The Best Theories About How Mark Twain Got His Name

A devout reader could typically wander through a bookstore for hours reveling in the abundance of rich literature at their fingertips, scanning the shelves for the names and titles they've cherished for most of their life. Between Cormac McCarthy, Edgar Allan Poe, William Faulkner, and Herman Melville, the pages of timeless substance and linguistic majesty start to stack up significantly. But what about the beloved works of Samuel Langhorne Clemens? Is there anywhere in the archives of paperback adventures that one can find his books? Well, yes and no. There is indeed a number of titles by Clemens that you can read whenever you'd like, but you won't find them by using that name in your search. You probably know him better as Mark Twain

It's not unusual for notable authors to use a pen name. In the case of Mark Twain, there are varying postulations as to where he may have adopted his. Twain was born in Florida, Missouri on November 30, 1835, according to Biography. Before he was a writer (and long before he took on the moniker Mark Twain), he made a living as a steamboat pilot and, after venturing west in 1861, a gold miner. It was during his travels that he found the inspiration for the surname that would become immortal through his treasured books. Mark Twain claimed to have his own reasoning for choosing the name, but those closest to him believed it could have come from something entirely different.

Mark Twain and the riverboat captain

"Your true pilot cares nothing about anything on earth but the river, and his pride in his occupation surpasses the pride of kings," Mark Twain once wrote in "Life on the Mississippi' (via Thought Co.). From an early age, Twain adored the prospect of traveling on a river by means of work, so when the opportunity came to him as a young man to learn the trade he'd always admired, it was something of a dream come true. It's therefore not unreasonable to assume that he would use his name to pay homage to those who waded the waters to earn money (per Biography).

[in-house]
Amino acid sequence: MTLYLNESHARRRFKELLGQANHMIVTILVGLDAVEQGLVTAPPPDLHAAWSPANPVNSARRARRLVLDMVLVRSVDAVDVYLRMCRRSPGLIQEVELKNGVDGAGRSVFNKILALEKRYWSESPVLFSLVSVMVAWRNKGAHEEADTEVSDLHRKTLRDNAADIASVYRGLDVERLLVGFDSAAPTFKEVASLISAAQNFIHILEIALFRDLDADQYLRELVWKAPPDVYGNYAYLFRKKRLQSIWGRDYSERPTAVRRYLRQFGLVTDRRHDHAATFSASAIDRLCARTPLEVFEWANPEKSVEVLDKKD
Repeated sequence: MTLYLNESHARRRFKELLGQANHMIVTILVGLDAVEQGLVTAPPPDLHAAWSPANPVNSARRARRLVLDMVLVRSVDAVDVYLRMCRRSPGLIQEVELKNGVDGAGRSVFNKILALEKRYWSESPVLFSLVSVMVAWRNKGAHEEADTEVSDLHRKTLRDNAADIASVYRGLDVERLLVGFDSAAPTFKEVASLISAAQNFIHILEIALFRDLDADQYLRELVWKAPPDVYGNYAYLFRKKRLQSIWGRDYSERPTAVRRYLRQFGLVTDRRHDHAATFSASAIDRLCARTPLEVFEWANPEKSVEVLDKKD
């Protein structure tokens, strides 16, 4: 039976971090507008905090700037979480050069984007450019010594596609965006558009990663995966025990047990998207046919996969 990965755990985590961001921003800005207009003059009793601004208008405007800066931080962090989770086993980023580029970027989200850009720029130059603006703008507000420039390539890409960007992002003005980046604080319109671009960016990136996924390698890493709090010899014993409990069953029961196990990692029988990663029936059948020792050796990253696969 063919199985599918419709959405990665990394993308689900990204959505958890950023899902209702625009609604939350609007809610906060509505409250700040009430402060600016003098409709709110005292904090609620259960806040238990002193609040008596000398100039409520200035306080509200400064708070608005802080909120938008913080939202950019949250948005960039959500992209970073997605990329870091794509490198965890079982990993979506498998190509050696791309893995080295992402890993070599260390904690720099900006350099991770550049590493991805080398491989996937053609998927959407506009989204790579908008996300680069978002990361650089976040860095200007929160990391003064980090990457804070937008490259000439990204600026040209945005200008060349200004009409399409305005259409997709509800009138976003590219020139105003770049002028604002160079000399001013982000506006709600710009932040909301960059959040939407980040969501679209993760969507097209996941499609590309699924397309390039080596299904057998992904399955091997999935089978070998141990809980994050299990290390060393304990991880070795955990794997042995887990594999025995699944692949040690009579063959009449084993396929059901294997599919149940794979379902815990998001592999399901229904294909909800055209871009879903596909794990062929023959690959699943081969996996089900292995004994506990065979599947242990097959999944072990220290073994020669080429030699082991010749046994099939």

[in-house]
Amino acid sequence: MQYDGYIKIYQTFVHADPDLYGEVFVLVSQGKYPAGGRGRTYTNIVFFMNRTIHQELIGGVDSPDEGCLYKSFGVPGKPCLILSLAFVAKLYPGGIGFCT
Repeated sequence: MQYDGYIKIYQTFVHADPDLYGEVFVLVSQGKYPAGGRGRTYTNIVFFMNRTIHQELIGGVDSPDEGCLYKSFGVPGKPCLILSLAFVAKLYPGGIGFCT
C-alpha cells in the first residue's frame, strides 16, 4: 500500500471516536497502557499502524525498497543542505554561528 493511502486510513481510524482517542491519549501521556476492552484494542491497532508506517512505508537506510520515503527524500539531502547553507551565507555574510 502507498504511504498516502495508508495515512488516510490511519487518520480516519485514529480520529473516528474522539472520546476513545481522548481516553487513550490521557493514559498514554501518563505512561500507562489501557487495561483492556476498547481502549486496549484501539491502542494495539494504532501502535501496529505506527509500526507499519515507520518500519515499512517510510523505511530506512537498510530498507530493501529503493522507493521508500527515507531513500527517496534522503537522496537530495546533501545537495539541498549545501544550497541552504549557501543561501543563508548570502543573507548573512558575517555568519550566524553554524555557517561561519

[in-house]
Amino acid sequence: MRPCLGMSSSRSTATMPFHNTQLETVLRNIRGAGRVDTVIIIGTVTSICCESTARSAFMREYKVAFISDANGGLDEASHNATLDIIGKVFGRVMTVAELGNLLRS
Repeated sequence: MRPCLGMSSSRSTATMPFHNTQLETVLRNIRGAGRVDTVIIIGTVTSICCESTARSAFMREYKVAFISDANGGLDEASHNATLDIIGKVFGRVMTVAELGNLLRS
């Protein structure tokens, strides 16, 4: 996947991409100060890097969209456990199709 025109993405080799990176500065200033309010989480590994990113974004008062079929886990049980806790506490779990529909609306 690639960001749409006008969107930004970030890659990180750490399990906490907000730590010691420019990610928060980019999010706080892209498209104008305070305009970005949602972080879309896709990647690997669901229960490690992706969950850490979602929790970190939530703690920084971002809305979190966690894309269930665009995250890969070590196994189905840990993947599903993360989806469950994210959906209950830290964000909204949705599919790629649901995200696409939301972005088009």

That's what he claimed at least. 10 years after the surname "Mark Twain" first appeared in "Enterprise" in 1863, he told inquirers that the name was chosen on behalf of a riverboat captain he had the pleasure of meeting during his time spent on the Mississippi. It's a charming notion, and there could be some credibility to it, but some say he didn't even choose the name for himself, and that it furthermore had absolutely nothing to do with floating down a river Huckleberry Finn style (via Time). 

Some say Twain got his name from drinking whiskey

According to tales that have been passed down throughout the years, Mark Twain used to burst through the doors of the Old Corner Saloon in Virginia and exclaim, "Mark Twain!" Of course, this was before he had taken on the name himself. Apparently, it was a common expression that was used frequently in saloons throughout the American west. When someone declared "Mark Twain" to the barkeep, it meant to bring two shots of whiskey and two chalk marks on the board behind the bar that signified someone's debt to the watering hole (per Inside Hook). 

Twain stated that he was never much of a drinker during his life, but those closest to him in the years leading up to his career as a writer and novelist claimed the opposite. Many said he had more tally marks on his section of the saloon's chalk board than one could count (via Time). It's one of those little tidbits of history that we may never get to the bottom of, but in the meantime, you can always kick back with a glass of whiskey and a copy of "Tom Sawyer" while you ponder the matter yourself.